Nancy Eike submitted a contradictory certification in August 2008 in which she stated that Lange-Kessler drove her to see Janssen at his office in Kingston, New York. Her May 15, 2009 deposition relates a visit to Lange-Kessler's back-up physician in New York, but she did not recall his name. She testified that Lange-Kessler drove her to this visit. She thought the trip took about twenty minutes. Her January 5, 2010 certification reiterates that Lange-Kessler drove her to see a physician in New York, but she does not mention Janssen or any other physician by name.

Janssen, who died in 2001, was licensed to practice medicine in New York only. He lived in or near Kingston, New York. He never provided medical services in New Jersey. He did not advertise his services in New Jersey, see patients from New Jersey, or maintain any professional affiliation with any hospital, health care institution or physician in New Jersey. Janssen did not attend the birth of Deborah. Plaintiffs have submitted no evidence to support an allegation that Lange-Kessler spoke to or consulted with Janssen during Deborah's delivery.

Judge Harz dismissed plaintiffs' complaint against Janssen because the single physical examination of Nancy Eike by him in New York, assuming it occurred, did not provide the minimum contacts necessary to exercise personal jurisdiction over him in the courts of this State. The judge also noted that Nancy Eike could not identify the physician who examined her in New York. She further found that the only link of the birth to Janssen is a statement by Lange-Kessler that she had an informal arrangement with him as a back-up physician for births in the mid-Hudson region.

On appeal, plaintiffs argue that the motion judge improperly dismissed the complaint against Janssen for lack of personal jurisdiction. Plaintiffs argue that further discovery may have revealed the necessary link between Nancy Eike and Janssen. They also assert that the motion judge should have followed the holding in Wolpert v. North Shore University Hospital, 231 N.J. Super. 378 (App. Div. 1989), rather than Bovino v. Brumbaugh, 221 N.J. Super. 432 (App. Div. 1987).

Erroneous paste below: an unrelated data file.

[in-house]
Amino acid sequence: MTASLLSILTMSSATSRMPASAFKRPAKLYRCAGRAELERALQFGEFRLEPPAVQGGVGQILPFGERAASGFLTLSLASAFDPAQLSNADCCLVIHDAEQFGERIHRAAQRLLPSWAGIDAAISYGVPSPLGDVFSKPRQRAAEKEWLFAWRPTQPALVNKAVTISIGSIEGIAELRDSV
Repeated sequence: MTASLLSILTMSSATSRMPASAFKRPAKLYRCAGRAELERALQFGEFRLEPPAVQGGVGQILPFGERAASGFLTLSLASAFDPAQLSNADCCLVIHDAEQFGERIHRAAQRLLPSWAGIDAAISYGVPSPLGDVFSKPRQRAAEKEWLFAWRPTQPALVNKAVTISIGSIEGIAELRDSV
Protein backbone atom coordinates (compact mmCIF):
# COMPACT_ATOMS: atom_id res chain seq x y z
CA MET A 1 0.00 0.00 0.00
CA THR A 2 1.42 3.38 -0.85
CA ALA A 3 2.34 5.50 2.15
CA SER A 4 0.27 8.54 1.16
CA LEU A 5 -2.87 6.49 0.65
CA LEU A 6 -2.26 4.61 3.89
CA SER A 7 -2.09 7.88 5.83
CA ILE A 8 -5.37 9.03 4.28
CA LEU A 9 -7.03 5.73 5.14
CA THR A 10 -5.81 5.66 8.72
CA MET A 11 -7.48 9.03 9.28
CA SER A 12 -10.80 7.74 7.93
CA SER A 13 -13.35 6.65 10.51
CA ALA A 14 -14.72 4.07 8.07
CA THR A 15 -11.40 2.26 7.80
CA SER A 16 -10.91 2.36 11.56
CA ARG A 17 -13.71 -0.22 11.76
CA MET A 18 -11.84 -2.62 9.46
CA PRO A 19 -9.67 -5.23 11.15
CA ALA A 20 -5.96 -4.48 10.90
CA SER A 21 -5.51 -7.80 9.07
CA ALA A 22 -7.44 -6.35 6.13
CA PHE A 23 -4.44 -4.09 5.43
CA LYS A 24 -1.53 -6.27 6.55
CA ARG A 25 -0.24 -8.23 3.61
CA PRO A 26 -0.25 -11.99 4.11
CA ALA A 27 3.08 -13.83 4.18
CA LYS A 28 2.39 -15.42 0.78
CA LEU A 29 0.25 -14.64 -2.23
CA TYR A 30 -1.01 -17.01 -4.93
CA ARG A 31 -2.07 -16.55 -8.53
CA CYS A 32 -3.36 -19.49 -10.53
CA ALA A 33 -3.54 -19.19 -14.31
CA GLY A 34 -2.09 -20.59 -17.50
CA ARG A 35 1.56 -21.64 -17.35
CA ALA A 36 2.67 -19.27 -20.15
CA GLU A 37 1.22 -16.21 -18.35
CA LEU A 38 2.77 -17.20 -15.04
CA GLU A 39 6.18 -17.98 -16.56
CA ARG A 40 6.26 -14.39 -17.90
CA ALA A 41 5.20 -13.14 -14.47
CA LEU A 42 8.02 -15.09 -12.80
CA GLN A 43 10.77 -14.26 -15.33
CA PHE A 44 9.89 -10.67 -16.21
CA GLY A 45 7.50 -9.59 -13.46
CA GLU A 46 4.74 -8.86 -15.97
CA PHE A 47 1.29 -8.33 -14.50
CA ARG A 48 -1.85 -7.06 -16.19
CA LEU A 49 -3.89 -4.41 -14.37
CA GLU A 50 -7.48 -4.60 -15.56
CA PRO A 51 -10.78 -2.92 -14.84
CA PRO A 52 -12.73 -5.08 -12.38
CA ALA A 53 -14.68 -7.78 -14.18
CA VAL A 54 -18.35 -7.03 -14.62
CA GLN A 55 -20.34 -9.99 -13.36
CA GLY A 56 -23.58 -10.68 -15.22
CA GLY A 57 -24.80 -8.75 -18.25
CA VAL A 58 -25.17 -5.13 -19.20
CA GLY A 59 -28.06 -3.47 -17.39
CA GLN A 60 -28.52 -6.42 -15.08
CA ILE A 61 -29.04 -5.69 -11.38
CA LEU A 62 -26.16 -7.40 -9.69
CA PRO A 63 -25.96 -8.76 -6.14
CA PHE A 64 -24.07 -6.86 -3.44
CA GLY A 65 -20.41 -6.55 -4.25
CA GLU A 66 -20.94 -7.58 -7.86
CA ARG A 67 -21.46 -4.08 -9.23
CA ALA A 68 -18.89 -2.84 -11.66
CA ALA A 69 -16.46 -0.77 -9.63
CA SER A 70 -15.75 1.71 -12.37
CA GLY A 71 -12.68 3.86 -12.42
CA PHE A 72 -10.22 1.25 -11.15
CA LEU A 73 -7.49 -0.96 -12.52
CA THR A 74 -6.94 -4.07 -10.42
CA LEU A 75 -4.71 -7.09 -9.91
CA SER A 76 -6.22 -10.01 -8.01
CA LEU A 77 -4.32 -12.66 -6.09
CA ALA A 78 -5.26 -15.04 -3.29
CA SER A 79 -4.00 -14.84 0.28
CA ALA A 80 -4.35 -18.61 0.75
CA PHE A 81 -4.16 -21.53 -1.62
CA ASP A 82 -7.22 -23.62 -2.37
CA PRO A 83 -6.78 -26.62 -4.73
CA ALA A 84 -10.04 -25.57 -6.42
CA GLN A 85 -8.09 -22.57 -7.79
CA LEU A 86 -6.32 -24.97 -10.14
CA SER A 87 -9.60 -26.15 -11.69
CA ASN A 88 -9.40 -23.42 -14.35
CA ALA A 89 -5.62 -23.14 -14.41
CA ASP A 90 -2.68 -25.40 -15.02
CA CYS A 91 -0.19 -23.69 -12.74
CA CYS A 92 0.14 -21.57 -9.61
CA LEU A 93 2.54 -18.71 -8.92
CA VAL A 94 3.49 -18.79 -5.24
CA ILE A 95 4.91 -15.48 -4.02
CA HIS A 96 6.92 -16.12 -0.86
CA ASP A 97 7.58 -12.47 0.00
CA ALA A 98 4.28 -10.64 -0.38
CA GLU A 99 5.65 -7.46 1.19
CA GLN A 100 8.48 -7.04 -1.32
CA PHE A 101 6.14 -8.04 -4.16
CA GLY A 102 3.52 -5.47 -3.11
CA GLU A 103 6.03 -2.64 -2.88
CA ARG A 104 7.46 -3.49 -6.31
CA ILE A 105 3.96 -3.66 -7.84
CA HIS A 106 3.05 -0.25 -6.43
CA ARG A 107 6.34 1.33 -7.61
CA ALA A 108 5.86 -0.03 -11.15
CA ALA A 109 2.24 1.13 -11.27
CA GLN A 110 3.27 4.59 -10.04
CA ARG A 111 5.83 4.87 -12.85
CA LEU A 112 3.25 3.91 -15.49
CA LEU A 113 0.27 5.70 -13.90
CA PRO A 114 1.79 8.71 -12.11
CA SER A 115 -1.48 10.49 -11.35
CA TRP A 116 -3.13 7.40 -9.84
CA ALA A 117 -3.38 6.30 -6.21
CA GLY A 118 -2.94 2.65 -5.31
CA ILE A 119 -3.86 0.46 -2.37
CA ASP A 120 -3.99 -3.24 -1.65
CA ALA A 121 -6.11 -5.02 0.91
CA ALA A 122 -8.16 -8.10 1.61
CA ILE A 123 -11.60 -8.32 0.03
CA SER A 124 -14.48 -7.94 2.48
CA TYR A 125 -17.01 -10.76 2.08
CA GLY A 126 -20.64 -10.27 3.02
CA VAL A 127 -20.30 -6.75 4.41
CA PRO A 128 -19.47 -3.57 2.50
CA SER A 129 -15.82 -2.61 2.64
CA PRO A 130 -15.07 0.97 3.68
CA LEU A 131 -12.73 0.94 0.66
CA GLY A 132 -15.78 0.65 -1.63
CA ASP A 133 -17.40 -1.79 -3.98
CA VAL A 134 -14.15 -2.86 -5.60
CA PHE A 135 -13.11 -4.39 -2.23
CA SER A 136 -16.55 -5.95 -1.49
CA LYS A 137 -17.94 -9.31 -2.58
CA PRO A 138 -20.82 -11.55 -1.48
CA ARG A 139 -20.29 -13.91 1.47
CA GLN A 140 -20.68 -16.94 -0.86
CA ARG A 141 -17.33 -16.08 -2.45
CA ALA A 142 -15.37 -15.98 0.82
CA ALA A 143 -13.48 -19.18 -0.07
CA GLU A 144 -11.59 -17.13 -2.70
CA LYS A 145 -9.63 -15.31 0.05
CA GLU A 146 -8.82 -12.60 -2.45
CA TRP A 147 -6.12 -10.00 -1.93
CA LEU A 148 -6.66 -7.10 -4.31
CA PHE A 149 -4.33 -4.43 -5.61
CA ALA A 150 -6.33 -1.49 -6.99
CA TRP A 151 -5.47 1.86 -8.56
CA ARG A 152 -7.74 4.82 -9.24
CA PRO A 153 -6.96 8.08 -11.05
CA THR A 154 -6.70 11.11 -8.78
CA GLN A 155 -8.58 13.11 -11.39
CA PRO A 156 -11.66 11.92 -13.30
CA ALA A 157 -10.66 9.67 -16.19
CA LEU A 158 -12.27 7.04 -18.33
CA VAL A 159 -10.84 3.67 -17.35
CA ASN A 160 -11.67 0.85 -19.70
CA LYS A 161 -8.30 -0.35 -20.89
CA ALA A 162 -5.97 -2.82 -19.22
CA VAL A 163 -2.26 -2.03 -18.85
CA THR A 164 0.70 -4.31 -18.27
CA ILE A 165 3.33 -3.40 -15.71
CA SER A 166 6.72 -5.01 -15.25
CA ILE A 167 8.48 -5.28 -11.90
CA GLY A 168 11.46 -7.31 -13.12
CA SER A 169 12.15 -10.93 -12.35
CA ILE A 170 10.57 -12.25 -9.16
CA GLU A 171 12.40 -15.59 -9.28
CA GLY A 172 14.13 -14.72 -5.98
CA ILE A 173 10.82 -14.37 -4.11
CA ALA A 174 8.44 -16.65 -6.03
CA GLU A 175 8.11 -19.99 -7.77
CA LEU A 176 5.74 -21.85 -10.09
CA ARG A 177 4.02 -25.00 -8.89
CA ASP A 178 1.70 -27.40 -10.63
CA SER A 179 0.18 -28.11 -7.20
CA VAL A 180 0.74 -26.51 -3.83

Assertion of personal jurisdiction by a State court over a defendant must comport with due process. Charles Gendler & Co. v. Telecom Equip. Corp., 102 N.J. 460, 469 (1986). This State's equivalent to a "long-arm statute," Rule 4:4-4, permits service on non-resident defendants consistent with due process of law. Charles Gendler, supra, 102 N.J. at 469; Avdel Corp. v. Mecure, 58 N.J. 264, 268 (1971). Due process requires "certain minimum contacts" so that maintenance of the suit "does not offend 'traditional notions of fair play and substantial justice.'" Int'l Shoe Co. v. Washington, 326 U.S. 310, 316, 66 S. Ct. 154, 158, 90 L. Ed. 95, 102 (1945) (quoting Milliken v. Meyer, 311 U.S. 457, 463, 61 S. Ct. 339, 343, 85 L. Ed. 278, 283 (1940)).

Minimum contacts require "some act by which the defendant purposefully avails itself of the privilege of conducting activities within the forum State, thus invoking the benefits and protection of its laws." Hanson v. Denckla, 357 U.S. 235, 253, 78 S. Ct. 1228, 1240, 2 L. Ed. 2d 1283, 1298 (1958). "It is the purposeful act of the defendant, not the unilateral activity of another who merely claims a relationship to the defendant, that connects the defendant to the forum." Charles Gendler, supra, 102 N.J. at 471 (citing Hanson, supra, 357 U.S. at 253, 78 S. Ct. at 1239-40, 2 L. Ed. 2d at 1298).

If the suit arises out of that single act, the exercise of personal jurisdiction may be proper based on that single contact. Ibid. However, if the suit does not arise out of that act, the contacts with the forum must be greater. Id. at 471-72. The contacts with the forum state must be such that the defendant "should reasonably anticipate being haled into court there." World-Wide Volkswagen Corp. v. Woodson, 444 U.S. 286, 297, 100 S. Ct. 559, 567, 62 L. Ed. 2d 490, 501 (1980).

"The purpose of the minimum-contacts test is to insure the fairness and reasonableness of requiring a non-resident to defend a lawsuit in the forum state." Charles Gendler, supra, 102 N.J. at 470 (citing Int'l Shoe, supra, 326 U.S. at 317, 66 S. Ct. at 158, 90 L. Ed. at 102). Therefore, "'the quality and nature of the (defendant's) activity in relation to the fair and orderly administration of the laws' must be examined on a case-by-case basis to determine if the minimum-contacts standard is satisfied." Ibid. (quoting Int'l Shoe, supra, 326 U.S. at 319, 66 S. Ct. at 159-60, 90 L. Ed. at 103-04).

A defendant's contacts with a forum are evaluated on a case-by-case basis. Blakey v. Cont'l Airlines, Inc., 164 N.J. 38, 67 (2000) (citing Waste Mgmt., Inc. v. Admiral Ins. Co., 138 N.J. 106, 122 (1994), cert. denied sub nom. WMX Techs. v. Canadian Gen. Ins. Co, 513 U.S. 1183, 115 S. Ct. 1175, 130 L. Ed. 2d 1128 (1995)). The existence of minimum contacts depends on "the presence or absence of intentional acts of the defendant to avail [himself] of some benefit of [the] forum state." Waste Mgmt., supra, 138 N.J. at 126 (citing Calder v. Jones, 465 U.S. 783, 791, 104 S. Ct. 1482, 1488, 79 L. Ed. 2d 804, 813 (1984)).